• banders

    I'm only going to be using 1 gallon of solution, total, so there's no room to experiment. Since I'm not worried about foliage burn, I'll use 1 teaspoon of Joy. Nut sedge, look out! ;-)

    Barbara

  • rockyflorida

    this is a little off topic, but I have noticed that if I spray very early when the foliage is slightly moist from dew, the coverage is much better and the leaves are more evenly wetted even though I use Indicate 5 all the time. It seems somehow that the condensation manages to stay on the leaf and keeps what you spray on better. This is a completely unscientific observation!

  • hummersteve

    Possibly some of you are missing the point, The idea for some of us is to spray for plant uptake and that should be done early morning when the stomata pores are open otherwise youre wasting your time. If you are spraying for insects thats a different story.

    I used to use some coco wet which Im out of now, but the instructions for it was to use 1/4 tsp per gal.

  • fragrancenutter

    I use the cheap stuff from Coles at $1 per litre! Never burnt anything with it!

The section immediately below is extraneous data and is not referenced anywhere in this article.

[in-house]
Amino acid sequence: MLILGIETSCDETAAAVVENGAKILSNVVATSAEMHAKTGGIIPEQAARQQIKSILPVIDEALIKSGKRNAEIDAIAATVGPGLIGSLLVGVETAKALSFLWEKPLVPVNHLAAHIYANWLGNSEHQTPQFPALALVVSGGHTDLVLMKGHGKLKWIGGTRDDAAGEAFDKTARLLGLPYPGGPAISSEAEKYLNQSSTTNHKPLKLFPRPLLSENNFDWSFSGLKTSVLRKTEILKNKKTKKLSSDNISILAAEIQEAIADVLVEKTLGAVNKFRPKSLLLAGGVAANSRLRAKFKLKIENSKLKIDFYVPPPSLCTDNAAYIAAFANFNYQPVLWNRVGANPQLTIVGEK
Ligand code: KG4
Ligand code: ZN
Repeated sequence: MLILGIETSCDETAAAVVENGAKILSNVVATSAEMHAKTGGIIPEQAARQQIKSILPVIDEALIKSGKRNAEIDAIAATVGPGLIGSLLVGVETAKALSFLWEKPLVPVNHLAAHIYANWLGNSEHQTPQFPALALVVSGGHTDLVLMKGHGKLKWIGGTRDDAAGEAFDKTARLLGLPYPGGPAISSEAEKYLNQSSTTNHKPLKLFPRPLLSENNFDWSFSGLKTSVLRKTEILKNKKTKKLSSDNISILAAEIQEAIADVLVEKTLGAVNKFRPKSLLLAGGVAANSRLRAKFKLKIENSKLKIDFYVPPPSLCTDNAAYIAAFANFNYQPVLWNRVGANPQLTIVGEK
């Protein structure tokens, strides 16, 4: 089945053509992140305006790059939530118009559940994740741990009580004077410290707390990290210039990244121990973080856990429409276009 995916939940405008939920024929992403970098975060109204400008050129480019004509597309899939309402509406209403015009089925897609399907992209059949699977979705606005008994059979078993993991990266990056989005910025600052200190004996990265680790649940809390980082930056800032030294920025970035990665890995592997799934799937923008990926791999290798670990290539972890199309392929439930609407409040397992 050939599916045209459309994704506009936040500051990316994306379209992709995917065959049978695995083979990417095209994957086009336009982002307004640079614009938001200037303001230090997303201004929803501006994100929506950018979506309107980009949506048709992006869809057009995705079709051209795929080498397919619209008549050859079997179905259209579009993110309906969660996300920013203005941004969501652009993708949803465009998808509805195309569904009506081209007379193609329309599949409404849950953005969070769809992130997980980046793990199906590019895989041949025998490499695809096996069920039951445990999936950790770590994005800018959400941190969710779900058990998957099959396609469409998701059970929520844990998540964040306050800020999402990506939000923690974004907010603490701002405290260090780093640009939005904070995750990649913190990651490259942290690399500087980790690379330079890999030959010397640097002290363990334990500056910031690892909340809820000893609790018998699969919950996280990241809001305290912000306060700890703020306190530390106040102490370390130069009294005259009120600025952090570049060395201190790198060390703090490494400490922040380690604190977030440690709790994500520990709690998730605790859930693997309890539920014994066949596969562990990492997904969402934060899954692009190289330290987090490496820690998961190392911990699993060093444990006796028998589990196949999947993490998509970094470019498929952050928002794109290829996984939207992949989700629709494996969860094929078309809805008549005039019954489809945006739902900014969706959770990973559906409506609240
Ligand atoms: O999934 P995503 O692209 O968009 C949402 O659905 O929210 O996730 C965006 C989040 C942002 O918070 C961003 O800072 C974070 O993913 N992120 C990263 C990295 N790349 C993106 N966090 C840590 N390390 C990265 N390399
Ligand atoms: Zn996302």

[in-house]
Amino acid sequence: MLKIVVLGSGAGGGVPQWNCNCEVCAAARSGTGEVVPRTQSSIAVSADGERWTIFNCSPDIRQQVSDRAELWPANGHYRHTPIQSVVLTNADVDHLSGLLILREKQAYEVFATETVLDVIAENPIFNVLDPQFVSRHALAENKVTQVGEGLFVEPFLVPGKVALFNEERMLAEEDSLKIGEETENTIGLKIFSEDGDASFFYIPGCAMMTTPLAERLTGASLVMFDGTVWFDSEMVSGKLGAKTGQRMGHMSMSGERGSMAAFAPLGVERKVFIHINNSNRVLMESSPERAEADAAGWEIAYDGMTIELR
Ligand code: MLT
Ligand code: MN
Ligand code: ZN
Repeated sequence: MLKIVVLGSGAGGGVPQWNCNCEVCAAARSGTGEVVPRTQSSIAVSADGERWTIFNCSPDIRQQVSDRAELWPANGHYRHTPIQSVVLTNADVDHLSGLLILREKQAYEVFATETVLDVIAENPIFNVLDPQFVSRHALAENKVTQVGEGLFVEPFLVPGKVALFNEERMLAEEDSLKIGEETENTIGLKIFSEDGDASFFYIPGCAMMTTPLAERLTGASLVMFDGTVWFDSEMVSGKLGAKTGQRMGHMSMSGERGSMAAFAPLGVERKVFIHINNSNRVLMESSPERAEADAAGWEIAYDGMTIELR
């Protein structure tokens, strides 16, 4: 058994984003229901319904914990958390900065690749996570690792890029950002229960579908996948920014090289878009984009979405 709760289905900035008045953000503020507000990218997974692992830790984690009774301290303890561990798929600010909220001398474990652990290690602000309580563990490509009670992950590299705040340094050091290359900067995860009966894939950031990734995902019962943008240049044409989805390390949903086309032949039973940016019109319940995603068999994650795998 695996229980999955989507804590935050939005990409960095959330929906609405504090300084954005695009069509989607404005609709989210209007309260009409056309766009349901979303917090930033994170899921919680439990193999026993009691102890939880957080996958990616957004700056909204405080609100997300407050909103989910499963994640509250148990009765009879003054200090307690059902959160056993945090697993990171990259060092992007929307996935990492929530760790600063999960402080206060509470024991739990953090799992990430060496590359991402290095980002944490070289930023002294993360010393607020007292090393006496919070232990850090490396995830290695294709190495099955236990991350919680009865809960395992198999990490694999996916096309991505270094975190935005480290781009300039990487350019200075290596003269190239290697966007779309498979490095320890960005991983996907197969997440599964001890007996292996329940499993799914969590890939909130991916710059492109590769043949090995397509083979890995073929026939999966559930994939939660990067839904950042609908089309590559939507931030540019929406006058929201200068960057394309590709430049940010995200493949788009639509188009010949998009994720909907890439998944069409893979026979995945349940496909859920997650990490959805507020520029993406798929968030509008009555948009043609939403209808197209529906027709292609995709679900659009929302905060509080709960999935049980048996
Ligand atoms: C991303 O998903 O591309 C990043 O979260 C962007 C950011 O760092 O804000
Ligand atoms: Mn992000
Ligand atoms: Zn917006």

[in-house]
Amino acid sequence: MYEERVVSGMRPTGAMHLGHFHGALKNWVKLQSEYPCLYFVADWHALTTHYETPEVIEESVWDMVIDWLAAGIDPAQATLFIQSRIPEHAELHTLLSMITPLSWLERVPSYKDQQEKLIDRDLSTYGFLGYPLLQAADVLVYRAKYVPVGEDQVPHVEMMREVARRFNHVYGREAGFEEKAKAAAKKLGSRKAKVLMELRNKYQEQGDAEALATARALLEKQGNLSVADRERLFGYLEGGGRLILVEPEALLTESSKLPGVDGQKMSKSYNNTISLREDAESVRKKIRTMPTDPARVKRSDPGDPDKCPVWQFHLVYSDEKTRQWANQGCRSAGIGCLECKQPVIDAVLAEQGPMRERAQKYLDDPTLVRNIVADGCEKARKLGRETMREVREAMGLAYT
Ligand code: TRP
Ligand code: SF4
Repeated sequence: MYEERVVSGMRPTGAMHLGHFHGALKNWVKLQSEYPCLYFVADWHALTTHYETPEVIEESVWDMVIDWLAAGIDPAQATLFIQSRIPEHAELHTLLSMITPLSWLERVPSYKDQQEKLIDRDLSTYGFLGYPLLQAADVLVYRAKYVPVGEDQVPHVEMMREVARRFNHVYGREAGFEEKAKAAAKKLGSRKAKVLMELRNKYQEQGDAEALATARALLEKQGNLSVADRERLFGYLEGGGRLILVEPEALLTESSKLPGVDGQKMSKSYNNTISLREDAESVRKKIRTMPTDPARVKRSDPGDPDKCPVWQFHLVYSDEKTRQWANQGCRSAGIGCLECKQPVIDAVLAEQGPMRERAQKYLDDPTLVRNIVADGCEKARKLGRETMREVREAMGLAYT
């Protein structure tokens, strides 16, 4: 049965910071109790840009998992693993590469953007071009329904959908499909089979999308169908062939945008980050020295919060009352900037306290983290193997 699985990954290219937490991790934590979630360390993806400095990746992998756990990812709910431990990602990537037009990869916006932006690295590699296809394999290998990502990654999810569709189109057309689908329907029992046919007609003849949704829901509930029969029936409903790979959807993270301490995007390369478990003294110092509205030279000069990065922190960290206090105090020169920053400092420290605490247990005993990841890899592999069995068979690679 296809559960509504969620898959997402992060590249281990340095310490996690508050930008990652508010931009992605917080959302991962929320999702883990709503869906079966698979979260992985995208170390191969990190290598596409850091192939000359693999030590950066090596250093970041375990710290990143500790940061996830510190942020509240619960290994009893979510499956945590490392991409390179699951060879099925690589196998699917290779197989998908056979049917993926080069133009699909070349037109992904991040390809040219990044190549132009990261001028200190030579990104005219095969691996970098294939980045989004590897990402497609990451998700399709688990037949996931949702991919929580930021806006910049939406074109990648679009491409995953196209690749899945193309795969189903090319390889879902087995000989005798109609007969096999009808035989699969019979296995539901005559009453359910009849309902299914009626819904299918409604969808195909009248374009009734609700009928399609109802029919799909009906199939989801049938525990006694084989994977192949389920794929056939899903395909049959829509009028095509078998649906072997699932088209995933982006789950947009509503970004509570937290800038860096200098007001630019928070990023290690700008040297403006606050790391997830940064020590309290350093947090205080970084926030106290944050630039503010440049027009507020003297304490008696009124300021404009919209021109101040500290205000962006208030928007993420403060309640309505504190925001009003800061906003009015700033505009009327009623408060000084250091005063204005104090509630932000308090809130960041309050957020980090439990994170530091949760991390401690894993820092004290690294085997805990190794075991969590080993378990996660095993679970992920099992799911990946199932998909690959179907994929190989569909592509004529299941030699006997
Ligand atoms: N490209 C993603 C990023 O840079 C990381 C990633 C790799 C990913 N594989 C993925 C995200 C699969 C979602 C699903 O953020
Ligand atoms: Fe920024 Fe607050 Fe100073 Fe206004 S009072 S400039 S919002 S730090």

• Buford_NE_GA_7A

    Thanks hummersteve, I didn't know that.


  • seil zone 6b MI

    I use the Spray n Grow Coco Wet too and I like that very much. I don't think I would try soap. I tried a home brew spray once that had cooking oil for a spreader/sticker and I had Kentucky Fried leaves in not time, lol!

  • skweiss46

    I just want to use household vinegar so that it is not toxic to pets, bees, etc. I want to kill/burn unwanted grass and weeds in borders, between paving stones for instance. I always put at least a tsp per gal of dish detergent in it so that it will stick. I am going to try 1 tableson per gallon since I WANT it to kill burn stuff. It seems to Sometimes work but of course I have to keep doing it. But at least i am not using longlasting poisons or Roundup which i understand is not always so benign. Is there anything wrong with this, does anyone think?